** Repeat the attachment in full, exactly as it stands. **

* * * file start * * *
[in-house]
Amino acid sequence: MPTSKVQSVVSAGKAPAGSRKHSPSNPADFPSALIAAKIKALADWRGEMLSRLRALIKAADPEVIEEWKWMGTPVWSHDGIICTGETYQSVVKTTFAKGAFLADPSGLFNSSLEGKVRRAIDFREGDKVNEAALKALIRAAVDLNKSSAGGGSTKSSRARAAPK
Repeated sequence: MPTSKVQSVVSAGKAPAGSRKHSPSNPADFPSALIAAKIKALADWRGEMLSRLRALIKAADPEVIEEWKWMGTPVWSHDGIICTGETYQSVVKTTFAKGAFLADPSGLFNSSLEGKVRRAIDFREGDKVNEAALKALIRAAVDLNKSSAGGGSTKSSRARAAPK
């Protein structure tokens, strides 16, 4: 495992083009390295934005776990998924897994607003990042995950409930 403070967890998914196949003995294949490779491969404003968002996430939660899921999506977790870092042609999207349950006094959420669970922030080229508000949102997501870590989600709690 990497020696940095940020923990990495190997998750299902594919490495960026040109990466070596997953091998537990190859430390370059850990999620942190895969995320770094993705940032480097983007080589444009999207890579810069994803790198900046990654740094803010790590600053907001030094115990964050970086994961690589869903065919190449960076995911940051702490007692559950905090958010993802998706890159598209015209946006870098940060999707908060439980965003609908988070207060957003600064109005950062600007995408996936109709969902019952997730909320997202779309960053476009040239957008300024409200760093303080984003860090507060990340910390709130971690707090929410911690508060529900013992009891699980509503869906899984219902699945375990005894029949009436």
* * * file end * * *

[in-house]
Amino acid sequence: MPTSKVQSVVSAGKAPAGSRKHSPSNPADFPSALIAAKIKALADWRGEMLSRLRALIKAADPEVIEEWKWMGTPVWSHDGIICTGETYQSVVKTTFAKGAFLADPSGLFNSSLEGKVRRAIDFREGDKVNEAALKALIRAAVDLNKSSAGGGSTKSSRARAAPK
Repeated sequence: MPTSKVQSVVSAGKAPAGSRKHSPSNPADFPSALIAAKIKALADWRGEMLSRLRALIKAADPEVIEEWKWMGTPVWSHDGIICTGETYQSVVKTTFAKGAFLADPSGLFNSSLEGKVRRAIDFREGDKVNEAALKALIRAAVDLNKSSAGGGSTKSSRARAAPK
């Protein structure tokens, strides 16, 4: 495992083009390295934005776990998924897994607003990042995950409930 403070967890998914196949003995294949490779491969404003968002996430939660899921999506977790870092042609999207349950006094959420669970922030080229508000949102997501870590989600709690 990497020696940095940020923990990495190997998750299902594919490495960026040109990466070596997953091998537990190859430390370059850990999620942190895969995320770094993705940032480097983007080589444009999207890579810069994803790198900046990654740094803010790590600053907001030094115990964050970086994961690589869903065919190449960076995911940051702490007692559950905090958010993802998706890159598209015209946006870098940060999707908060439980965003609908988070207060957003600064109005950062600007995408996936109709969902019952997730909320997202779309960053476009040239957008300024409200760093303080984003860090507060990340910390709130971690707090929410911690508060529900013992009891699980509503869906899984219902699945375990005894029949009436």